Tuesday, February 15, 2011

Lynne Cashman Photography


Helen Frankenthaler Enthralls 2/16/11

If you love abstracts, as I do.
If you love mystery, as I do.
If you love to explore, as I do - Okay! Okay!
You must go see the new exhibit of Helen Frankenthaler entitled “East and Beyond " at Knoedler Gallery in Manhattan.
What most impressed me were her woodcuts. Combining her own minimalist concepts with eastern techniques Ms Frankenthaler's work makes for very introspective feeling.
This appears to be the very first time that so many of the woodcuts have appeared together and this allows the viewer to experience the ever broad reach of the artist.
My experience was moving, so much so, that an art tour moved into my space with a guide whose voice shattered the calm and serenity that I was feeling that I escaped to another floor until I could return to soak in each piece.
I will return surely as the show is on until March 11th.
Here are some of my abstract images.

Winter wonderland in Central Park! 1/27/11

 When was the last time you remembered 19" of snow in Central Park?
Warm temperatures - Kids out of school - Fluffy white snow covering the ground like a soft cuddly blanket.
Trees holding out their branches to embrace the falling snow forming patterns that cling.
A dancer Snow Queen wrapped around a tree. a red bird perched high on a branch contrasts the snow and sky.
Children playing along with adults in colorful outfits and downhill apparatus.
Lovers walking hand in hand - Trees bowing to the elements as they reach out.
Tiny shades of color permeate and contrast the white snow - Ponds and lakes frozen over.
No sailboats today, but self navigating children across the sailboat pond.
Cameras everywhere from cell phones to point and shoot to DSLR and finally medium format.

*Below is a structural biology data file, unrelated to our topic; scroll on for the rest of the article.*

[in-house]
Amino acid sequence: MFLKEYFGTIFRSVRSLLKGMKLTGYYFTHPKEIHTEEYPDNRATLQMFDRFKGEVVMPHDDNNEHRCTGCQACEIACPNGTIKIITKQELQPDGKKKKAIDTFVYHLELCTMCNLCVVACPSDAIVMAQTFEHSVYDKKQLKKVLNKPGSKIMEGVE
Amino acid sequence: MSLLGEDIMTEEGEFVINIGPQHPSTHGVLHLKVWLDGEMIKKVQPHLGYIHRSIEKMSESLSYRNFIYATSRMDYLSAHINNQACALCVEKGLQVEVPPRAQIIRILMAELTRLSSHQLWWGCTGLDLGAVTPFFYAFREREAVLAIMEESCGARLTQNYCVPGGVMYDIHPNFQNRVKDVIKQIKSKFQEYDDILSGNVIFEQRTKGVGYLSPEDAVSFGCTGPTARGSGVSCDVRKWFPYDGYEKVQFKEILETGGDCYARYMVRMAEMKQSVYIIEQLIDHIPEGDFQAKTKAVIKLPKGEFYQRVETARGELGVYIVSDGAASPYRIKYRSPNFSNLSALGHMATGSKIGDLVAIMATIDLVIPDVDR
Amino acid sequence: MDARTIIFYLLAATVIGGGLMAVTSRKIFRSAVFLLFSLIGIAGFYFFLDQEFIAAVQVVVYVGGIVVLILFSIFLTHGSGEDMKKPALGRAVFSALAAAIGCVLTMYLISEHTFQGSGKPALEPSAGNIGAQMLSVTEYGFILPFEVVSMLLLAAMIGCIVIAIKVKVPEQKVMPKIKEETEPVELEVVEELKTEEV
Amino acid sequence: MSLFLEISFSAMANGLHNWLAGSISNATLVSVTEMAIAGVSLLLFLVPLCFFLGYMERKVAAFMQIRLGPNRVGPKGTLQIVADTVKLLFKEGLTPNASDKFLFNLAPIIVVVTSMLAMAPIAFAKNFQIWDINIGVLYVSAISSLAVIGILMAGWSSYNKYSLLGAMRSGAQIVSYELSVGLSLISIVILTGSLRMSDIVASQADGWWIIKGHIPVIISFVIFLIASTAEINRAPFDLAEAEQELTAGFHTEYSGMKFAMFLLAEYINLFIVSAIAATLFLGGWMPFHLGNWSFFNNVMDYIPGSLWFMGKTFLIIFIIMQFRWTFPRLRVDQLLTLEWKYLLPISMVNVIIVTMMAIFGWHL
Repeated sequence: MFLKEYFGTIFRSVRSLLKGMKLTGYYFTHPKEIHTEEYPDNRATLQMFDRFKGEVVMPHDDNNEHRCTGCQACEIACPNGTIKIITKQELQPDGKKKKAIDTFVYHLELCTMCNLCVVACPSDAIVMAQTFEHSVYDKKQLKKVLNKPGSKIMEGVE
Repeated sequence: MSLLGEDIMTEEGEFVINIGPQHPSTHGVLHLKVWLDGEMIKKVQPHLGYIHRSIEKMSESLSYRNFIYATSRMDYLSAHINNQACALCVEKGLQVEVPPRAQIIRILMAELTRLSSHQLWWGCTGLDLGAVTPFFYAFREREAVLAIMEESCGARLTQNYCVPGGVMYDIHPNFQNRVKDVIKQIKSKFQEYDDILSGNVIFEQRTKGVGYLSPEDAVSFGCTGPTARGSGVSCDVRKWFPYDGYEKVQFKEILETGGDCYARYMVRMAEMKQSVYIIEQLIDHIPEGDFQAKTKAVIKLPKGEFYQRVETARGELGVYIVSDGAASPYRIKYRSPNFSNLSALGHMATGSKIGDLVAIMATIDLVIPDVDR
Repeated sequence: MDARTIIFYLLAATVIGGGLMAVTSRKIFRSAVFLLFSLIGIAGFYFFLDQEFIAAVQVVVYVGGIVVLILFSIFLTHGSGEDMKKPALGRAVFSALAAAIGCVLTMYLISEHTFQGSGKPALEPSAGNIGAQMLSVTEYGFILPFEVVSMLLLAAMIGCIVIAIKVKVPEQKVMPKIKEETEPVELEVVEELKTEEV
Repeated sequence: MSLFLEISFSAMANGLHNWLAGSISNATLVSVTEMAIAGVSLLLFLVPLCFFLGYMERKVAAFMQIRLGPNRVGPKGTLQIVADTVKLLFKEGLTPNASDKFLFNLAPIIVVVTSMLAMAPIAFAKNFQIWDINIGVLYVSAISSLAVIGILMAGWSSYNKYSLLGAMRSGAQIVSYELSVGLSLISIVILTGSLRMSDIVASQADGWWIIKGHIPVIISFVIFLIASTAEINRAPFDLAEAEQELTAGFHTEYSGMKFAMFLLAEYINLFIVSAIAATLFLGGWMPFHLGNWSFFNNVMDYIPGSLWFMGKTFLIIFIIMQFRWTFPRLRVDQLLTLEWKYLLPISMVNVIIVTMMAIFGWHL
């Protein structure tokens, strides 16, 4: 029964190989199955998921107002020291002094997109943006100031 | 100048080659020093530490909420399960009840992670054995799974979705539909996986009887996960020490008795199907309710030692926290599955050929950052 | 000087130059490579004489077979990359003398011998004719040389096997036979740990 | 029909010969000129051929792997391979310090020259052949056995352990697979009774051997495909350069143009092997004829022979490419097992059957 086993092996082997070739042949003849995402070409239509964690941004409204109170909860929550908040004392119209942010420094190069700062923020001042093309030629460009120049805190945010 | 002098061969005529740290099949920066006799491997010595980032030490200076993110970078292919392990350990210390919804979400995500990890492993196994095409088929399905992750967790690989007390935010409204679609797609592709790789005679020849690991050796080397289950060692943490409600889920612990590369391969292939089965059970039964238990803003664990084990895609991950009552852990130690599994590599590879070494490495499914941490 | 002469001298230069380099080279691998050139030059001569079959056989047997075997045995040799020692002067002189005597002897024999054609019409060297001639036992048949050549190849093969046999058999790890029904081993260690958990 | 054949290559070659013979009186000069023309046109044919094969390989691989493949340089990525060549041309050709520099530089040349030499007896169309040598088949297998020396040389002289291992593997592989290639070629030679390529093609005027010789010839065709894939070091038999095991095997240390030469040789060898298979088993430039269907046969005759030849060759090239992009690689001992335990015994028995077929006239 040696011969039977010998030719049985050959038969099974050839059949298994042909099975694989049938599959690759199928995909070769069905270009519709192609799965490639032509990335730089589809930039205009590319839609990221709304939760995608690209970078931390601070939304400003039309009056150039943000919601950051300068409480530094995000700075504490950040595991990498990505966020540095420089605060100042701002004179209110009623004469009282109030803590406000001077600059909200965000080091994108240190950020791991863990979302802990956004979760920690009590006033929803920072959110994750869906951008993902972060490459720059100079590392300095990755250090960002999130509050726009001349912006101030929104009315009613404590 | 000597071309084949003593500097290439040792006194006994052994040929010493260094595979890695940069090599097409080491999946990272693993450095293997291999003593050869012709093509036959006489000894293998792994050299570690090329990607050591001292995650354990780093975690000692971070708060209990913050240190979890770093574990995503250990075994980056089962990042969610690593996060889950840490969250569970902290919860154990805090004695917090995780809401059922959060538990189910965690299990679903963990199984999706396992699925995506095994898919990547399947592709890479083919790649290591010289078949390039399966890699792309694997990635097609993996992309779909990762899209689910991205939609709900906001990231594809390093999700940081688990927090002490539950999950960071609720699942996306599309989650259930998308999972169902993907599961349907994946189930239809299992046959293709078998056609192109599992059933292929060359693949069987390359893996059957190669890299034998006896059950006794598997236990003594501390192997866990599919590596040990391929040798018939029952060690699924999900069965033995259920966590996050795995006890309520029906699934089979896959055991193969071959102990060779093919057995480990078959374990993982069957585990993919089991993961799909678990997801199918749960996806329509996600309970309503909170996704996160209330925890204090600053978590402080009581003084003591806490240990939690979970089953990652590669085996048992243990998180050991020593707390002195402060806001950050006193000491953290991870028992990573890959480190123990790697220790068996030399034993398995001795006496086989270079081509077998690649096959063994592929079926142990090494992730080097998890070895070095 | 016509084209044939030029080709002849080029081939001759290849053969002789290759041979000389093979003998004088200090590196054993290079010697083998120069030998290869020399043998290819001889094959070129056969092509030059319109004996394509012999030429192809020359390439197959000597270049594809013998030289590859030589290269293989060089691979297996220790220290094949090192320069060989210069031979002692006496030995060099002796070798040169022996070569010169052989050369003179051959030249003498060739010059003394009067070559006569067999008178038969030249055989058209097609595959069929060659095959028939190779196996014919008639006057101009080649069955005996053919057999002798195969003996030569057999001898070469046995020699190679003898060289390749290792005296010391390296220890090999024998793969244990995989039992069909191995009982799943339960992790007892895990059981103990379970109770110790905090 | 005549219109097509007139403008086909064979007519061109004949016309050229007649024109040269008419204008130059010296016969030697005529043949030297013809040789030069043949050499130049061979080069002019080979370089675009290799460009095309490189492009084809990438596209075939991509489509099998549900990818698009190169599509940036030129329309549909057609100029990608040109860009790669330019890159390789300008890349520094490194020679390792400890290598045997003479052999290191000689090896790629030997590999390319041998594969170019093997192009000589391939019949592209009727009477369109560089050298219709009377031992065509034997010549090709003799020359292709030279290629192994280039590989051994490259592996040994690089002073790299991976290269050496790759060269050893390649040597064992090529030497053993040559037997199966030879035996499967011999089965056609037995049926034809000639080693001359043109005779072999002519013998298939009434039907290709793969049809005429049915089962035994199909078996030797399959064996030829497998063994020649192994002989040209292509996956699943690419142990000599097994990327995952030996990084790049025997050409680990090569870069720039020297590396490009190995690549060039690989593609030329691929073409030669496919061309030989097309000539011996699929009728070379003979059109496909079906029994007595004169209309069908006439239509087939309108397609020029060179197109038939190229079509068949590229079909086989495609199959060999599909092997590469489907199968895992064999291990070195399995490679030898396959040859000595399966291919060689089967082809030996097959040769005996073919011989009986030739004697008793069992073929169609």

To use the well know phrase - It Was a Kodak Moment!

To go or not to go! With a friend or without! How to Photograph?

What is the story? - It is all about a
“Total Lunar Eclipse" that was occurring early on 12/21/10 to coincide with the winter solstice.
This had not happened since 1688.
One friend had a bad cold. Another felt it was too cold.
So after trolling the internet, I found that the Amateur Astronomers Association of New York was welcoming people to come to Columbia University to see this historic event.
Taking a 2 hour nap from 10 p.m. to 12 I dressed for the occasion - grabbed my camera with telephoto lens and my tripod and taxied to 116th Street and Broadway.
Arriving at the quiet vacant campus I was greeted by a security guard.
Awaiting the event I was welcomed by various members, students  and professors of the Columbia University Astronomy Club.
As we chatted we occasionally looked to the sky in a slightly south west direction to start.
The sky was clear and the moon appeared to be hanging out there suspended as if one could reach out and pluck it.
A smudge started to cross the bright white moon. It had begun. darker, darker, dark. an orange glow and then a fading out mainly because of clouds moving in.
One's breath was taken away from the cold air, from the eclipse, from life and being able to see it.
We were fortunate In NYC - In NJ they had clouds.
A reminder of the wonderful city we live in where nobody sleeps.